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Additional copies of this report are for sale by the Superintendent of Documents, U. S. Government Printing Office, Washington 25, D. C.

Price of single copy, 65 cents

LETTER OF TRANSMITTAL

THE WHITE HOUSE,

January 23, 1957. To the Congress of the United States:

I present herewith my Economic Report, as required by Section 3 (a) of the Employment Act of 1946.

In preparing this Report, I have received the assistance and advice of the Council of Economic Advisers. I have also had the advice of the heads of the executive departments and independent agencies of the Government.

I set forth below, essentially in the words of the Report itself, what I consider to be its major conclusions and recommendations.

Opportunity and Responsibility in a Free Economy

The vast productive power of the American economy was demonstrated again in 1956 in a record national output of $412 billion of goods and services.

In addition to providing this material basis for better living, our free economy gives indispensable support to our form of political life and offers unparalleled opportunities to the individual for personal choice and development.

Important responsibilities accompany these opportunities. They are borne in part by Government, but they must be borne also by the individual in his own economic activity and in his organized activity with others.

Government must use all practicable means to promote high levels of production and employment, and to contribute toward achieving an expanding and widely-shared national income, earned in dollars of stable buying power. It must pursue policies that encourage the enterprising spirit of our people and protect incentives to work, to save, and to invest. It must exercise a strict discipline over its expenditures and avoid taking in taxes too much of the incomes of individuals and businesses. It must strive to strengthen competitive markets and to facilitate the adjustments necessary in a dynamic economy.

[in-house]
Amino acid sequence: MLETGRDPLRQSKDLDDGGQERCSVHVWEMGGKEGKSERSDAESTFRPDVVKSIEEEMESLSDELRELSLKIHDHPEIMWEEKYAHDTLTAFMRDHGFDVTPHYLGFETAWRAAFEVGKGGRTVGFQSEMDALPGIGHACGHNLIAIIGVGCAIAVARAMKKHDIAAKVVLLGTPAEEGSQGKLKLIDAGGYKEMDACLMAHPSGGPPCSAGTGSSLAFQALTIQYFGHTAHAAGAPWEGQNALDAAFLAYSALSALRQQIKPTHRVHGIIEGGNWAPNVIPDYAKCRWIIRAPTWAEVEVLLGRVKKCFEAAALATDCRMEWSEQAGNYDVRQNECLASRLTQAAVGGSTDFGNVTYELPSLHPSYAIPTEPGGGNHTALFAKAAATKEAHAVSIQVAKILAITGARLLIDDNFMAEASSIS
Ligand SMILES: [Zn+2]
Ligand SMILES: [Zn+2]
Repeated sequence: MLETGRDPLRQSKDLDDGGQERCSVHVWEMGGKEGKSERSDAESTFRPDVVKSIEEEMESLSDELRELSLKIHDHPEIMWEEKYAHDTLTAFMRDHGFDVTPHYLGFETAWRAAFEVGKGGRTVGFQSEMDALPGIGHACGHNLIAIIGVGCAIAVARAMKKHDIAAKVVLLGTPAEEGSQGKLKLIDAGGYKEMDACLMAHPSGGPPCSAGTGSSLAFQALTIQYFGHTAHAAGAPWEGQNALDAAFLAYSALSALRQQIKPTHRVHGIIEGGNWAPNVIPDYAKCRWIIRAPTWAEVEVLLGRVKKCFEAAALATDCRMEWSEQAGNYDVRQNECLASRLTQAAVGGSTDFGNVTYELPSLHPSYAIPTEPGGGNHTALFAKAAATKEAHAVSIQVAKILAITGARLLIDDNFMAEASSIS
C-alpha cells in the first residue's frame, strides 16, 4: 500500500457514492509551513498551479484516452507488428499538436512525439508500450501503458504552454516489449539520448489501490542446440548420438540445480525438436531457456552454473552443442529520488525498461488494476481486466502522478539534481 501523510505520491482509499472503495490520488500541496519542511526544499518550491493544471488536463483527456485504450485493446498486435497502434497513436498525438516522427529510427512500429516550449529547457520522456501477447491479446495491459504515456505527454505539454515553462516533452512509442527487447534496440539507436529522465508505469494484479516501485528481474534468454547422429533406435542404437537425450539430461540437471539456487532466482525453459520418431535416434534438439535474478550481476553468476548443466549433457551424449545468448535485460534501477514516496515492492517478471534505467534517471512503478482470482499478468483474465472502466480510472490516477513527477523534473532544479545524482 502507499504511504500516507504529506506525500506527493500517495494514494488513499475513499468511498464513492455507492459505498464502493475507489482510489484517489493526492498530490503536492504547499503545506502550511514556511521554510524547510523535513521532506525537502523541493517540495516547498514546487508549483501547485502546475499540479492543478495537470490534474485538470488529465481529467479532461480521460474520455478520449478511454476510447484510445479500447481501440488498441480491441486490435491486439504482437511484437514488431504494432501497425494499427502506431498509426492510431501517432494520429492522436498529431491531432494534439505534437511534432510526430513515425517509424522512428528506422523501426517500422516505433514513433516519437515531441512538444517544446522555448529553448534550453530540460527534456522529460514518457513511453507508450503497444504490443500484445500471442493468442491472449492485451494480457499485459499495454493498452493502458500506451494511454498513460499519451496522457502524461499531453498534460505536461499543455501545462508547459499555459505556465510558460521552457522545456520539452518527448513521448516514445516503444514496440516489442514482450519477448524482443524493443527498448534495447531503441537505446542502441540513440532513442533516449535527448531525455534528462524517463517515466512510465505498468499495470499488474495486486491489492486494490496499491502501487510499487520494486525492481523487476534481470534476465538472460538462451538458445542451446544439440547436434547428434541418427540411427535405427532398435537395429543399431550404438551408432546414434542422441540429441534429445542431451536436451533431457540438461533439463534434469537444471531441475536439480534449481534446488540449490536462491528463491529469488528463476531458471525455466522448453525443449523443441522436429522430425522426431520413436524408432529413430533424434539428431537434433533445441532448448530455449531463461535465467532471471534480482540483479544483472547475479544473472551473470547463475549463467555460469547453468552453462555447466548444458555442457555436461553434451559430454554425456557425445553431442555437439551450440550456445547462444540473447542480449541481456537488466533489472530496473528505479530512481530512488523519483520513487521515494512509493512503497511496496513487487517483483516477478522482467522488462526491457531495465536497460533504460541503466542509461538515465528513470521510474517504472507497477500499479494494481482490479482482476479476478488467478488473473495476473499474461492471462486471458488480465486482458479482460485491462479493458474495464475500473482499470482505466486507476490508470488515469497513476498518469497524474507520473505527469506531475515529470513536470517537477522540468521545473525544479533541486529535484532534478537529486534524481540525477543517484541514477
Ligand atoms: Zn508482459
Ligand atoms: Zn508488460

Even more exacting are the responsibilities of individuals and economic groups. Business managements should formulate and carry out their plans so as to contribute to steady economic growth. They must also recognize the broad public interest in the prices set on their products and services.

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